Anonymous hit US security think-tank
Hacktivist group Anonymous claim they have stolen thousands of emails, passwords and credit car details from Stratfor: a US-based data security firm.
Information at the Austin-based company was unecrypted, meaning obtaining the information was a simple operation. Rather troubling since Stratfor's clients include the likes of the US defence department, Apple inc., various law enforcement agencies and media organisations. The firm has since suspended all operations on their servers.
In a release from Anonymous, they claim this to be the beginning of a set of attacks to "end 2011 with a bang."
That’s not all folks. 0h hell n0. Tomorrow, we will be dropping another enormous dump on our next target: the entire customer database from an online military and law enforcement supply store.
To add a further layer of convolution to this story, a second release has been identified, which categorically denies Anonymous' responsibility in the takedown of Stratfor. In what's been called an 'Emergency Christmas Anonymous Press Release,' denials to allegations of partakings in the hacking have been made, saying that it's a second set of hackers who have created the story and baited a few key members of anonymous into it.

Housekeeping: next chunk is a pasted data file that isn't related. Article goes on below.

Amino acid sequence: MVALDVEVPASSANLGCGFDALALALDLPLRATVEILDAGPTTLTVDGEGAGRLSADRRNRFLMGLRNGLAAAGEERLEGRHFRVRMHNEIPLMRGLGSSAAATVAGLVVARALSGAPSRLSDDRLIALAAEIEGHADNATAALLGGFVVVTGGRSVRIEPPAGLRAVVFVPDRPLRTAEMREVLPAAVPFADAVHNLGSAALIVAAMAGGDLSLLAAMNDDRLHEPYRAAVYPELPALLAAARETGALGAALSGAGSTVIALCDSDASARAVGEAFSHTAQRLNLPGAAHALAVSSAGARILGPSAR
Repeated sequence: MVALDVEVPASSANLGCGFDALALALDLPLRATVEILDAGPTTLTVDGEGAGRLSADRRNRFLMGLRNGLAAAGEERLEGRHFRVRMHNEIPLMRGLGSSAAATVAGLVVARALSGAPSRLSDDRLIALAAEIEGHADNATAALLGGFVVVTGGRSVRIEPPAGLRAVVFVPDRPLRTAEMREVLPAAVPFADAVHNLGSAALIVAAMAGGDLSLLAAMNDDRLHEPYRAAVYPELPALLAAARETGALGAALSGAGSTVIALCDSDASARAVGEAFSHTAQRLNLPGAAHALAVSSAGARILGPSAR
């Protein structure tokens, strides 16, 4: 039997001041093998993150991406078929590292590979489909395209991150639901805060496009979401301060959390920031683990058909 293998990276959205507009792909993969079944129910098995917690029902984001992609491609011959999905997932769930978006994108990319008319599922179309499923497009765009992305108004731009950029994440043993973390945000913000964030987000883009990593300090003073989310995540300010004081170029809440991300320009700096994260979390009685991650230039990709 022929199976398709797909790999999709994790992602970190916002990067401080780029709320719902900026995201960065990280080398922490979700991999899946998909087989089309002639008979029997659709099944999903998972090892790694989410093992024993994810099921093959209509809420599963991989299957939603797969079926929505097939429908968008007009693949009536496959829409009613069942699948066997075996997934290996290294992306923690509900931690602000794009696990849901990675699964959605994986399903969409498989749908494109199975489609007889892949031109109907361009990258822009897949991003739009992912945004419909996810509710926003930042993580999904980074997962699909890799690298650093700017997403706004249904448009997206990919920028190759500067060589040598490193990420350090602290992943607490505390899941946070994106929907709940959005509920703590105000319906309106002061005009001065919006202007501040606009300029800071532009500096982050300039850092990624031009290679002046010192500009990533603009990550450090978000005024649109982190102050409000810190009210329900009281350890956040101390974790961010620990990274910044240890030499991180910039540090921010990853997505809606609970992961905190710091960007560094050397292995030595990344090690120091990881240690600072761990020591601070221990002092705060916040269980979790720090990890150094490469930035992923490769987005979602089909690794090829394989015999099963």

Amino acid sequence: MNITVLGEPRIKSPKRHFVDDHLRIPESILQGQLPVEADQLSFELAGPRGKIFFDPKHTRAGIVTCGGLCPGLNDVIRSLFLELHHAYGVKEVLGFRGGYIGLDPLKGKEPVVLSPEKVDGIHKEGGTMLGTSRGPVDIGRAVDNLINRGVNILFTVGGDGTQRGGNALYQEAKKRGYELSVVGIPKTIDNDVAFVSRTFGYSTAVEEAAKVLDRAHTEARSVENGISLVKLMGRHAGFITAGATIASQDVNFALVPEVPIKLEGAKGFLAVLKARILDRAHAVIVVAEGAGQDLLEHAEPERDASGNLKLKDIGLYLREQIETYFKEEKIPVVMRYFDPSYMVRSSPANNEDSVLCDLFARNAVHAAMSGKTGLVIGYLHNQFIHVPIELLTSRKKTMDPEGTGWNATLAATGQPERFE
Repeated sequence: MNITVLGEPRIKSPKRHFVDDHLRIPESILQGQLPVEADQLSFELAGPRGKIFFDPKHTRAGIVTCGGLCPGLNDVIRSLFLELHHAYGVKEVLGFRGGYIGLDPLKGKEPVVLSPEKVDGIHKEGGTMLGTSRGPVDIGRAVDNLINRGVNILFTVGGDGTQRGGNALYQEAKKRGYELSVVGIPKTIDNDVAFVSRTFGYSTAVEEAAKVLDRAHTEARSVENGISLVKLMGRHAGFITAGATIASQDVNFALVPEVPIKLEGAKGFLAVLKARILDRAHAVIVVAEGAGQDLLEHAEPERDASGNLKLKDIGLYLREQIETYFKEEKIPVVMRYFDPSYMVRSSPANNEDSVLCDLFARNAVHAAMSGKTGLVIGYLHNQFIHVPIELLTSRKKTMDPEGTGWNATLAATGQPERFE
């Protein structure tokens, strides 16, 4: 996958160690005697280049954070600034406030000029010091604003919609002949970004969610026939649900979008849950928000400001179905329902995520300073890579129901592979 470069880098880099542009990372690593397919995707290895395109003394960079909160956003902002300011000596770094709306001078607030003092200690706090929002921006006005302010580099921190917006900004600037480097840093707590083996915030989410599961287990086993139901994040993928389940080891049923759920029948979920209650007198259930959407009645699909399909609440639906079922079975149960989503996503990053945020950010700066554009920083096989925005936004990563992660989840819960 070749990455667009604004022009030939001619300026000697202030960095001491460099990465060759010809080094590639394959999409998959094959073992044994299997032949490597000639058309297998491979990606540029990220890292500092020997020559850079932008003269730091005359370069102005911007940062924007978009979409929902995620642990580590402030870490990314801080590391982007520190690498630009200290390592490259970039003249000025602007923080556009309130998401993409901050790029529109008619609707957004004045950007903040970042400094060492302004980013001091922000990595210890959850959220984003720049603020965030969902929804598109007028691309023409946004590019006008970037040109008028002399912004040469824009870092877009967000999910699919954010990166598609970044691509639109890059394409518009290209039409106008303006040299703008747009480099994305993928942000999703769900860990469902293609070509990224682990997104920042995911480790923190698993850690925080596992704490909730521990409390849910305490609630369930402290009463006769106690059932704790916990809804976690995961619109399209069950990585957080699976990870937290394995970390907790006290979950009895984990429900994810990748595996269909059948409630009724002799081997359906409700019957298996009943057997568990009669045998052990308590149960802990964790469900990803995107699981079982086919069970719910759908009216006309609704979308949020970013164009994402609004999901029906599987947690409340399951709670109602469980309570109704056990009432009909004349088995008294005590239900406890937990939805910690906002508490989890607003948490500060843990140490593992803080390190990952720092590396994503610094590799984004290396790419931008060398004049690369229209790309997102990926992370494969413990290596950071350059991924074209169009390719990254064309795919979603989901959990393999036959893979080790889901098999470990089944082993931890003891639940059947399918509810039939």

Stratfor is an open source intelligence agency, publishing daily reports on data collected from the open internet. Hackers claiming to be Anonymous have distorted this truth in order to further their hidden agenda, and some Anons have taken the bait.
So the second release, nicely titled 'Merry Lulzxmas,' discusses the original Emergency Release, claiming that it is a fake that capitalises on the decentralisation and...well...anonymity of Anonymous that people want to find out so much about.
We are aware that there has been some confusion as to whether the STRATFOR hack is an "official" Anonymous operation, due to a ridiculous "Emergency Anonymous Press Statement" being circulated, undermining our work while also making baseless accusations that we frequently see perpetrated by agent provocateurs.
Whichever perspective people hold on this situation, the one thing that's for sure is that it's put the computer-based culture jammers at the forefront of public discussion again.